Life-Long Learning for Senior Adults
College Courses Open New Avenues for Retirees
By Paula Huffingham-Suhey
Over ten years ago, I was completing the requirements for my Bachelor of Arts degree in Communication at the University of North Florida. My minor was music history and one of the classes was Great Age of Vienna. The professor was M. J. Palmer and the class met in the auditorium of the J. Brooks Brown Building. It was a great class.
The first person to get to class (at least he was always there when I got there and I usually arrive everywhere “early”) was a man named Joe Fraden. He was about 80 years of age.
Dr. Palmer would walk into class and Joe would say, “Hello, Professor,” and we would hear, “Hello, Joe.”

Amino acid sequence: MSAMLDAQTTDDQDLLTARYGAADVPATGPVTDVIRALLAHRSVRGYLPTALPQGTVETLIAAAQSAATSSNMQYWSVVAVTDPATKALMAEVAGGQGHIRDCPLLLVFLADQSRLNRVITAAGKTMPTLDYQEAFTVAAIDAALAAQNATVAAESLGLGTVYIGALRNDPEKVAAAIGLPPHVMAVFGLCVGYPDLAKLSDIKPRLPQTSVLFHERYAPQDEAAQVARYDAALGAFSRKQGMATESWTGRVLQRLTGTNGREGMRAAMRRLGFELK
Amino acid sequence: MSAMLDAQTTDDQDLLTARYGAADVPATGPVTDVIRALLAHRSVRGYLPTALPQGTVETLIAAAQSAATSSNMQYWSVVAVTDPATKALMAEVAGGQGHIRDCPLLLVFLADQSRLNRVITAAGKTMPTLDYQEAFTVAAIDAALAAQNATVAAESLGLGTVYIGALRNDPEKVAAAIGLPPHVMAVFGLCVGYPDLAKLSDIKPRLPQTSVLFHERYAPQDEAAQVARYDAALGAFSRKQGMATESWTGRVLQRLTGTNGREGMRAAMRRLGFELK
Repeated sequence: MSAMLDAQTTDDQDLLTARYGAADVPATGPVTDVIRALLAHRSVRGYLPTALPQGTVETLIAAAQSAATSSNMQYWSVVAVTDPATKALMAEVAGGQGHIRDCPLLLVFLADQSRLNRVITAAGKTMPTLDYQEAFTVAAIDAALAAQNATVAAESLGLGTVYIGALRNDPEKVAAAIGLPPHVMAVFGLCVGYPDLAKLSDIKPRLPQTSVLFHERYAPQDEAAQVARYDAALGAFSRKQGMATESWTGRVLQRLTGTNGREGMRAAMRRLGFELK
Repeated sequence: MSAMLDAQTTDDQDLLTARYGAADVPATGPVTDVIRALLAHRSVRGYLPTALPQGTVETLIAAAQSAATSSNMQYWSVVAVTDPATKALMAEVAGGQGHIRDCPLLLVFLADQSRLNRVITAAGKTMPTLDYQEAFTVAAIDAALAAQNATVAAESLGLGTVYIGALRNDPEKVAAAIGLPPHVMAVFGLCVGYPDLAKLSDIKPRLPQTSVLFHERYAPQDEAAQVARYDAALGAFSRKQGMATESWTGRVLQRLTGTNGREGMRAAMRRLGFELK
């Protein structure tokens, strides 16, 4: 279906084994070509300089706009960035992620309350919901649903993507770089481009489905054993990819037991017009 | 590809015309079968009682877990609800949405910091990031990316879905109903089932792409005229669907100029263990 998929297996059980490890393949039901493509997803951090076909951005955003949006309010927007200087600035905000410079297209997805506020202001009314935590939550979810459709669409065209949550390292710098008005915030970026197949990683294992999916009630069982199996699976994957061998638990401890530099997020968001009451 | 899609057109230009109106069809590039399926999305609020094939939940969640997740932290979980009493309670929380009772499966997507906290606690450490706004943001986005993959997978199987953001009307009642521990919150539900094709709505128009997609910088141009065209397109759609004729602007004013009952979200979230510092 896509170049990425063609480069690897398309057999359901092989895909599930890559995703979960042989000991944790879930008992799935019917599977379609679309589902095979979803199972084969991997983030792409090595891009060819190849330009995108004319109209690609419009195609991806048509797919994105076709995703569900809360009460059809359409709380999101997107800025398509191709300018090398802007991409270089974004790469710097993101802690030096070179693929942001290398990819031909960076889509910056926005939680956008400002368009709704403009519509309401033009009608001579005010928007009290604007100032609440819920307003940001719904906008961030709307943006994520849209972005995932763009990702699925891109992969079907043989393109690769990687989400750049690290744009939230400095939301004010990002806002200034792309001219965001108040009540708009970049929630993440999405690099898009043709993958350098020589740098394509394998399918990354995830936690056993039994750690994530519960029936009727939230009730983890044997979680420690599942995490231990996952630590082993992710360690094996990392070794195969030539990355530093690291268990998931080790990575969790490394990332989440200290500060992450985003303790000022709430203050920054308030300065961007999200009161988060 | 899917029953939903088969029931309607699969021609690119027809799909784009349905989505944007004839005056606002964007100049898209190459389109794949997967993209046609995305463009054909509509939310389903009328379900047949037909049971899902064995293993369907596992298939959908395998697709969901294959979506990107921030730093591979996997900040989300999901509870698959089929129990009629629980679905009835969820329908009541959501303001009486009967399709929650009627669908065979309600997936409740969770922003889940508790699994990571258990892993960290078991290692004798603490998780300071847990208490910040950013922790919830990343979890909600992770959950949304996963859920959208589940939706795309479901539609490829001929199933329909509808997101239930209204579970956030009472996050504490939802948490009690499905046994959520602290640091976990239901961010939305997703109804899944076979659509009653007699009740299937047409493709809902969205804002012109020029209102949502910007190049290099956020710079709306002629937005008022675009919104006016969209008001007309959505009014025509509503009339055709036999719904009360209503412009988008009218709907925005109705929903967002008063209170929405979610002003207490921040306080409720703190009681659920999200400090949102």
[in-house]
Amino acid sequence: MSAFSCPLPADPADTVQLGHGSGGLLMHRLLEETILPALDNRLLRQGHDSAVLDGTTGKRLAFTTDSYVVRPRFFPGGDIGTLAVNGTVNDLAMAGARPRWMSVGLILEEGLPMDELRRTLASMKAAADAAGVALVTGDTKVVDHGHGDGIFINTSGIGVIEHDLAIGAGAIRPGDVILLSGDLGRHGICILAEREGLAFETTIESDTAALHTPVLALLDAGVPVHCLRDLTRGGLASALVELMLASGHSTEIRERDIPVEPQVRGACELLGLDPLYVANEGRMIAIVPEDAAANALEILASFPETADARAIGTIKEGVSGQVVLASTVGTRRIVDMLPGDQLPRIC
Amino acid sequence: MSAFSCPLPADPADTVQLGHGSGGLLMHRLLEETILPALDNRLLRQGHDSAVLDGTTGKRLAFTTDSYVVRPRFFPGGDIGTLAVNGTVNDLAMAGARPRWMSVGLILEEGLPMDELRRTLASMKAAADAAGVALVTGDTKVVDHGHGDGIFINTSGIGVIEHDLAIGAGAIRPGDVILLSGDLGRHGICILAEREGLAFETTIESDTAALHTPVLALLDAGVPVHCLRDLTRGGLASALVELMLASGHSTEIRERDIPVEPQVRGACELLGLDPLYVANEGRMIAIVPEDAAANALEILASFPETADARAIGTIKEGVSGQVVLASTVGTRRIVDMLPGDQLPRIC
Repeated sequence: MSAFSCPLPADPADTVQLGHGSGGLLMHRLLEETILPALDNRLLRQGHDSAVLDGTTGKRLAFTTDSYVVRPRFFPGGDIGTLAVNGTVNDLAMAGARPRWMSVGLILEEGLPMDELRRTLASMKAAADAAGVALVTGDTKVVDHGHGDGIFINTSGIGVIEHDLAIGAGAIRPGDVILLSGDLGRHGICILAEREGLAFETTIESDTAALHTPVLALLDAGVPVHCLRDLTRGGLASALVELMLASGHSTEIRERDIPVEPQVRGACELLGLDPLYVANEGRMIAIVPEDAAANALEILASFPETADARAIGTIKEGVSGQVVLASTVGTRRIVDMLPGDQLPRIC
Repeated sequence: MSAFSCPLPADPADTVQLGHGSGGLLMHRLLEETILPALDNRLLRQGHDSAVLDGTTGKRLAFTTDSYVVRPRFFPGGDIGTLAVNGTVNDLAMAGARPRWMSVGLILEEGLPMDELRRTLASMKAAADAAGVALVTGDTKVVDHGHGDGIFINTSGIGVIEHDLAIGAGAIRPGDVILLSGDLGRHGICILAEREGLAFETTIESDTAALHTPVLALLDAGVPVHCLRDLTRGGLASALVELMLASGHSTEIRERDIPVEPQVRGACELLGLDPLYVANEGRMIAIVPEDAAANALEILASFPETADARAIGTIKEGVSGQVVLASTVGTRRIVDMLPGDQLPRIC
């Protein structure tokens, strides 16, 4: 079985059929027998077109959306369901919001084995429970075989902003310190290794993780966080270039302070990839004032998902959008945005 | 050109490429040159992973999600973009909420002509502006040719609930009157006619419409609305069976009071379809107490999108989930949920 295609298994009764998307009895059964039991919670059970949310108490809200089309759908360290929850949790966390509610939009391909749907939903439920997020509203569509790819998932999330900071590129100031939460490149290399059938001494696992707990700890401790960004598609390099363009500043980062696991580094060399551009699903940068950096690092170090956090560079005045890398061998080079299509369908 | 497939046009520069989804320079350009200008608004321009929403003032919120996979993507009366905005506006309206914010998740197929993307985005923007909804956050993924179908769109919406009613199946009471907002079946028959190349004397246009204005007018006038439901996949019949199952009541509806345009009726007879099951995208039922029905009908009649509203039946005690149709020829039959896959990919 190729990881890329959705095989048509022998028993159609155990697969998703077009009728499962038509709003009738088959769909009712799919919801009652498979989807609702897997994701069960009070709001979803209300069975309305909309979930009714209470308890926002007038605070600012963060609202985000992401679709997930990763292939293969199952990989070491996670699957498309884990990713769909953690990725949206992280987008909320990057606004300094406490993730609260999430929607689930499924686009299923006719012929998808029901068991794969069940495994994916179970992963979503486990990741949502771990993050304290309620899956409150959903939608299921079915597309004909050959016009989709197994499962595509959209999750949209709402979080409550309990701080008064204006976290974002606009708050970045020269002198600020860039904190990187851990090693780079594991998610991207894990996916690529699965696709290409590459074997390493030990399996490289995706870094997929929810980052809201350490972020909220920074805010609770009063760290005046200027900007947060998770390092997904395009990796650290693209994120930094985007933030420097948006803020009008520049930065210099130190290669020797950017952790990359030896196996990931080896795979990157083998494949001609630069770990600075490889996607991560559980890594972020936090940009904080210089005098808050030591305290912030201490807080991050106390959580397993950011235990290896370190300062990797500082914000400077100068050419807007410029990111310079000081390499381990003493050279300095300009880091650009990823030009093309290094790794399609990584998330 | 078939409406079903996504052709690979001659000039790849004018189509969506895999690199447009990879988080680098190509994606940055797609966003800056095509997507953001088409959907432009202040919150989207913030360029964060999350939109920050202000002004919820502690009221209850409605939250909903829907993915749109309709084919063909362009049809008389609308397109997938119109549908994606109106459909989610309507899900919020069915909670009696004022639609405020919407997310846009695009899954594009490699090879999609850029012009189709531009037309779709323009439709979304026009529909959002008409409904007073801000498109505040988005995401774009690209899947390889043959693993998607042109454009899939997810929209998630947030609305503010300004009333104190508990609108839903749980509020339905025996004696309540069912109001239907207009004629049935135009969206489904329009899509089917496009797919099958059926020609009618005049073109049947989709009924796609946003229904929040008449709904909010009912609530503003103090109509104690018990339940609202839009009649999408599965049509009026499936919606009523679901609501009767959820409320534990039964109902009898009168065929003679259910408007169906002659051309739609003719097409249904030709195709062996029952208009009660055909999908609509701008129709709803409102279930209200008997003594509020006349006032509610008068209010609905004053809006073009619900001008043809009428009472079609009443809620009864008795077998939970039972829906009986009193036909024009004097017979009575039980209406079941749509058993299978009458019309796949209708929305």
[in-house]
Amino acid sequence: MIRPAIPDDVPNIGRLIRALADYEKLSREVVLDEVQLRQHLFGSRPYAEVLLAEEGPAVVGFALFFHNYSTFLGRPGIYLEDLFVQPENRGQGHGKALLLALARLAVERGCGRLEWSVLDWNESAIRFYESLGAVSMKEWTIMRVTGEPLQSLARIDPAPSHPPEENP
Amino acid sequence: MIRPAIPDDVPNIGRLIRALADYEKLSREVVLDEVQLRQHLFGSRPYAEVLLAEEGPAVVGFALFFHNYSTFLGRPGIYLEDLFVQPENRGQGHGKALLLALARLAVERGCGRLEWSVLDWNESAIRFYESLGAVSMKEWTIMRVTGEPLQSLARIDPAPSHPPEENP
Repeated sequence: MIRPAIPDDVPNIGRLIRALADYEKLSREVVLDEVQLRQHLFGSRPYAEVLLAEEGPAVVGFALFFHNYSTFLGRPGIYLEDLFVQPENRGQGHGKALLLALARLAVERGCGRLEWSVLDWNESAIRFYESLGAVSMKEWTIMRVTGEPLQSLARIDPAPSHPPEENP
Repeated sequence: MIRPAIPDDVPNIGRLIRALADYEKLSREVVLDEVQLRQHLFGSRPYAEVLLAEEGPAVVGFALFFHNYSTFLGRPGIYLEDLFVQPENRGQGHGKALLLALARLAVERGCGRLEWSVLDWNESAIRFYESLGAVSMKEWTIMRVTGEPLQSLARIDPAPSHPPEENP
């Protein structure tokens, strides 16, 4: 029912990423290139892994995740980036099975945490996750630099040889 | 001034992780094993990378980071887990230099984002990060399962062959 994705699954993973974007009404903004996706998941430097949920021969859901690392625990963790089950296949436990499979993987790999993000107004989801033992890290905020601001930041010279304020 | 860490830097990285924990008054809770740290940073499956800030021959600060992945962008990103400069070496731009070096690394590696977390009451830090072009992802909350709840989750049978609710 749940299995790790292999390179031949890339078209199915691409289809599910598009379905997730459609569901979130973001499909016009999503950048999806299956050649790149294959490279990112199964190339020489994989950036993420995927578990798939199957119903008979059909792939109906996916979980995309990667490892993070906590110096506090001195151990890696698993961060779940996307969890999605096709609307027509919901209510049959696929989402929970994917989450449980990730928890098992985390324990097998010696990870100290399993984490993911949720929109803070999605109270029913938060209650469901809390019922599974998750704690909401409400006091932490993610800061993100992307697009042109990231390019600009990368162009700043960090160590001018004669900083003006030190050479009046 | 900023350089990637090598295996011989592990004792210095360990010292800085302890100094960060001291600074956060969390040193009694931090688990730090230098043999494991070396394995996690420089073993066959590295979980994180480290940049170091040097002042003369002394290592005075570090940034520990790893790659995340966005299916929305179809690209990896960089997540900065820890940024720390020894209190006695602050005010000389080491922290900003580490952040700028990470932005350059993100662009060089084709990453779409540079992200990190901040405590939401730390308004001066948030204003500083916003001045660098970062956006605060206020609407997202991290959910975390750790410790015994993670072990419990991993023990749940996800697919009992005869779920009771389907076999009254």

Joe was auditing the class.
What a special memory that is for me. Joe’s respect for Dr. Palmer, his interest in classical music and just the fact that he had completed a successful career in the produce business, but was not ready to throw in the towel was so inspirational.
Joe Fraden was practicing the advice that advice Marisol Lance, D.O., a board-certified family practice physician, recently provided when she was asked to share some tips on the aging process. One thing Dr. Lance suggested was to keep learning.
Auditing a class remains an option at the University of North Florida and information is available at “Learning for a Lifetime” on the University website. Read the rest of the story